TO PREVENT A MAJOR CRISIS,experts suggest mandating all down payments to be no less than 30 to 40 percent. The Russian government must also stop allowing prospective homeowners to finance their mortgages from other loans they took out previously. This will clash with the state's populism economics, so it's unclear whether authorities will go for it. 'Regulators still have time if not to prevent the mortgage crisis completely, then at least to mitigate it,' writes in this week's op-ed a Russian macroeconomic adviser Sergey Khestanov.
THE KREMLIN IS OFFICIALLY CONCERNED. Amid growing alarm, the Kremlin spokesperson Dmitry Peskov has said this week that the government is analyzing the situation and will intervene to prevent a mortgage bubble from forming. But he did not lay out a plan for how to do that.
BACKSTORY.Even before the Covid-19 pandemic, Russia had a growing household debt problem. In the past four years, debt has risen by a third as incomes kept falling amid poorly regulated lending practices. Experts believe the outbreak is set to exacerbate the problem. More than 21 million people in Russia live below the poverty line,and 60 percent have no savings. Incomes have been on the decline for the past seven years, and analysts predict that the pandemic will make Russian citizens 10 percent poorer than a decade ago. This could be disastrous for the housing market.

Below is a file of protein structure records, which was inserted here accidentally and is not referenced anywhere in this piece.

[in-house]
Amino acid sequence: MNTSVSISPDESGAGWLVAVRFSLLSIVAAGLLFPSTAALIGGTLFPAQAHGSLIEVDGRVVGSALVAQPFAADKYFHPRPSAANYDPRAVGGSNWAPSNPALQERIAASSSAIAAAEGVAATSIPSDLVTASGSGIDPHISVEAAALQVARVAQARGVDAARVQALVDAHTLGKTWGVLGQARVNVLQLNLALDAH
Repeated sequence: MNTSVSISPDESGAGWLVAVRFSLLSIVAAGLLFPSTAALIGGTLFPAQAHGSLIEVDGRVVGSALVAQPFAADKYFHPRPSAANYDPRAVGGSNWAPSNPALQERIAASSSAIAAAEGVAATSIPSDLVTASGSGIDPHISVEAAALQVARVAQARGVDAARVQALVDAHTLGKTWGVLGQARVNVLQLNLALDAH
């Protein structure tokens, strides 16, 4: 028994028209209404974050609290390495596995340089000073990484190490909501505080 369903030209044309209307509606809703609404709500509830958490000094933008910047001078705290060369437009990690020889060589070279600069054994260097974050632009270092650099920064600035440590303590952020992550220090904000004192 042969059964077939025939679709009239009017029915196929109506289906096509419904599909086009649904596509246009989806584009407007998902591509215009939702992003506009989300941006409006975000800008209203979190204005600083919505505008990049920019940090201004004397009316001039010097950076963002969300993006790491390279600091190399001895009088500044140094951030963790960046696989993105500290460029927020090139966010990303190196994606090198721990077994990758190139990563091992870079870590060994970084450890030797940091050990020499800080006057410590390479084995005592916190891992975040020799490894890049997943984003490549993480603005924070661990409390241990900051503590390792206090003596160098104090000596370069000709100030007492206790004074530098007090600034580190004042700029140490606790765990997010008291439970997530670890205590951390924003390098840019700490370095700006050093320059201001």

Read our full analysis of Russia’s mortgage bubble here.
What Upcoming U.S. Elections Mean for Russia
The words' Russia', 'Kremlin' and 'Putin' have been used so often in the ongoing U.S. presidential campaign that sometimes makes you feel like Russia might be another American state. But what about the Russian ruling elites? How do they feel about the American elections? This week we invite Novaya's foreign desk head Andrey Lipsky to guest-host one of our this week's segments. He has some sobering reality-check for Americans:
FIRST, LET'S NOT OVERSIMPLIFY.The notion that Donald Trump is 'the Kremlin's stooge' is just as primitive as the trap that the Kremlin uses to paint the opposition as 'controlled by the State Department.' The Russian ruling elites' attitude towards the U.S. and the current administration is more complicated than this.
TRUMP WAS GOOD FOR THE KREMLIN. BUT NOT TOO GOOD.45th is less bothered by Putin's expansionist geopolitics, disregard for human rights, the rule of law, and Russian democratic traditions. Trump even openly sympathizes with Putin's 'decisive' ruling style. And the Kremlin certainly likes this. However, it wasn't a honeymoon. Trump's disregard for the arms limitation treaties between the two countries is destructive and fundamentally clashes with the Kremlin's strategic interests. Further discontent is fueled by the expansion of the anti-Russian U.S. sanctions regime. Specifically,the ongoing sabotage by the U.S. of the Nord Stream II gas pipeline construction in Europe marks one of the most severe attacks on Russian geopolitical and economic interests in decades.